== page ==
Admittedly, I’ve never had awful skin. But there seemed to be a huge change in the luminosity of my skin after giving up dairy that even cynical me couldn’t deny. Friends commented on how I was looking “radiant,” and family said I was “glowing.” They asked if I’d had a new haircut or had bought a new dress. But the only thing that had happened was that I’d cut out dairy and my skin no longer had that dull gray tinge to it. The redness and angriness that occurred whenever I applied a little too much of the wrong cream also diminished.
My main reason for cutting out dairy was to improve my digestive system’s health. But I think the most surprising thing for me was the lack of bloating. Previously, I just expected to have to unbutton my jeans after a big meal, rather than questioning whether it was normal that my stomach ballooned. It used to be so bad that I’d have two or three different dress sizes in my wardrobe at any one time, because I never knew if I’d be able to squeeze myself into something with all the bloating going on. That’s now a thing of the past, and I can stick to one dress size.
It was only when I started looking in-depth at our behavior around food that I understood how much of our lives revolve around it. I adore food as much as the next person, but I couldn’t believe I was basing my daily life around my meal plans. There’s so much more to life than food. Planning active dates and activities is much better for the mind — and bringing your friends along can add a whole other dimension to your relationships!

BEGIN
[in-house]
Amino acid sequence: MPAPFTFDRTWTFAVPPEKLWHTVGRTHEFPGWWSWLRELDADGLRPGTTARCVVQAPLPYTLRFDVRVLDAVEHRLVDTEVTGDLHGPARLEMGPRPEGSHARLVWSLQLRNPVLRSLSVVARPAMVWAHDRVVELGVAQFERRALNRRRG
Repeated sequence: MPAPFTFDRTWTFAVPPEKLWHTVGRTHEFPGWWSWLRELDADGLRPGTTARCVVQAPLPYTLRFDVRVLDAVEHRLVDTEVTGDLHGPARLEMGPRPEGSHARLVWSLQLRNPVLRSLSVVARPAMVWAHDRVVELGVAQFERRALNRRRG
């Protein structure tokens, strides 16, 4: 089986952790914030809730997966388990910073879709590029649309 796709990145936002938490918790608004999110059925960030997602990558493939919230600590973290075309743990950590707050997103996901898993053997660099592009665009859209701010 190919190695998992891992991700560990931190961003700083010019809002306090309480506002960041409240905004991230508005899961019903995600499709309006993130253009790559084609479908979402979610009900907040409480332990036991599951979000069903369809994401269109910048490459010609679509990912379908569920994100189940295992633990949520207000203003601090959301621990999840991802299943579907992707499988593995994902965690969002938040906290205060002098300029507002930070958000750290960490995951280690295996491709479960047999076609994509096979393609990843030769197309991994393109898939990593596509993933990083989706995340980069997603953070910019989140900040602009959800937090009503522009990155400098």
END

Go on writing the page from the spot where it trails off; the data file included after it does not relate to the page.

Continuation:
Although the first week or so was initially quite difficult, when the improvements started to show, I became more and more motivated and stopped craving the dairy. Plus, I started to associate dairy to those horrible symptoms, and it became rather unappealing. That gooey chocolate cake might taste amazing for the five minutes it takes you to consume it, but the cravings stop once you correlate it with the hours of sitting on the toilet and the tear-inducing stomach cramps.
When the creamy, cheesy dishes are off the menu for you, it’s then time to get creative with other recipes and experiment with flavor. Two years ago, I probably wouldn’t have eaten a tomato even if you’d offered me a lifetime supply of cheese. I just wasn’t keen. But I started introducing tomato and other vegetables into my pasta dishes and roasting them for dinner, adding herbs and spices on top, and they’re now staples of my everyday meals.
Obviously when you cut something out of your diet, you do have to ensure you’re getting those nutrients elsewhere. I would recommend seeing a nutritionist to ensure you’ll be following a healthy meal plan while you make the change.
In my case, the benefits of cutting out dairy definitely outweigh the first week of wondering how you’ll ever live without it. Because soon you’ll wonder why you ever put up with its hideous side effects in the first place.
Scarlett Dixon is a U.K.-based journalist, lifestyle blogger, and YouTuber who runs networking events in London for bloggers and social media experts. She has a keen interest in speaking out about anything that might be deemed taboo, and a lengthy bucket list. She’s also a keen traveler and is passionate about sharing the message that IBS doesn’t have to hold you back in life! Visit her website and tweet her @Scarlett_London!